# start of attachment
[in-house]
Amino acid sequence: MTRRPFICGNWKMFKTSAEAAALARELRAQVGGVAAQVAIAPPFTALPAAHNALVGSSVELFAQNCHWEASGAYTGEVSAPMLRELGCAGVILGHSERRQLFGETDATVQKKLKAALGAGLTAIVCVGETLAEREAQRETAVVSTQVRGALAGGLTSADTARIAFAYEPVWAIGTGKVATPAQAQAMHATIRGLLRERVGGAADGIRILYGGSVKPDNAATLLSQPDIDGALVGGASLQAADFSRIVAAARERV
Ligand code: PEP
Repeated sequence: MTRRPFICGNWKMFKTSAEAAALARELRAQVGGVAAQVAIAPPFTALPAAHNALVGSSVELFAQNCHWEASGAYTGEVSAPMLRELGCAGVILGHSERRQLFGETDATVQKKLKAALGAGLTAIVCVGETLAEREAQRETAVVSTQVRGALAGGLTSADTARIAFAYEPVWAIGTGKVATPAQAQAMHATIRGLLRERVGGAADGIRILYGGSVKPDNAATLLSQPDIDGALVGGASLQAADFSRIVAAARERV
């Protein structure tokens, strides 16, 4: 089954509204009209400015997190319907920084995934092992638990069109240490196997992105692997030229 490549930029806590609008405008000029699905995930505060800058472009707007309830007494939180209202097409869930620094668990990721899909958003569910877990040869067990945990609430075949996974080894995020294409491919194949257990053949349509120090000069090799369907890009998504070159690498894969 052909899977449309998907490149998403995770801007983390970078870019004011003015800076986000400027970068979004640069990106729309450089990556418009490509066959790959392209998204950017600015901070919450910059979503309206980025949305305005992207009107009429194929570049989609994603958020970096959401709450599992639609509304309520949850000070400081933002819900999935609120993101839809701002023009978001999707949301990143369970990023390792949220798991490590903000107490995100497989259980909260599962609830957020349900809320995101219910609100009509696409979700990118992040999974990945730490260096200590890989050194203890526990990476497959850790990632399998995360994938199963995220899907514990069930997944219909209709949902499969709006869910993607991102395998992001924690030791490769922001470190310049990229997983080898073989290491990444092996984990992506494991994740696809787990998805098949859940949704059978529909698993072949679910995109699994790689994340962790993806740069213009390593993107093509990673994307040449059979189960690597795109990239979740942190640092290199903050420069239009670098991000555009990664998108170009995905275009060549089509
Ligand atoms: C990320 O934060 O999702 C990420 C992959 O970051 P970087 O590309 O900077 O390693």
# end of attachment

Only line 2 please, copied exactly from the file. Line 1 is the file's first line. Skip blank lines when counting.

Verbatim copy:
Amino acid sequence: MTRRPFICGNWKMFKTSAEAAALARELRAQVGGVAAQVAIAPPFTALPAAHNALVGSSVELFAQNCHWEASGAYTGEVSAPMLRELGCAGVILGHSERRQLFGETDATVQKKLKAALGAGLTAIVCVGETLAEREAQRETAVVSTQVRGALAGGLTSADTARIAFAYEPVWAIGTGKVATPAQAQAMHATIRGLLRERVGGAADGIRILYGGSVKPDNAATLLSQPDIDGALVGGASLQAADFSRIVAAARERV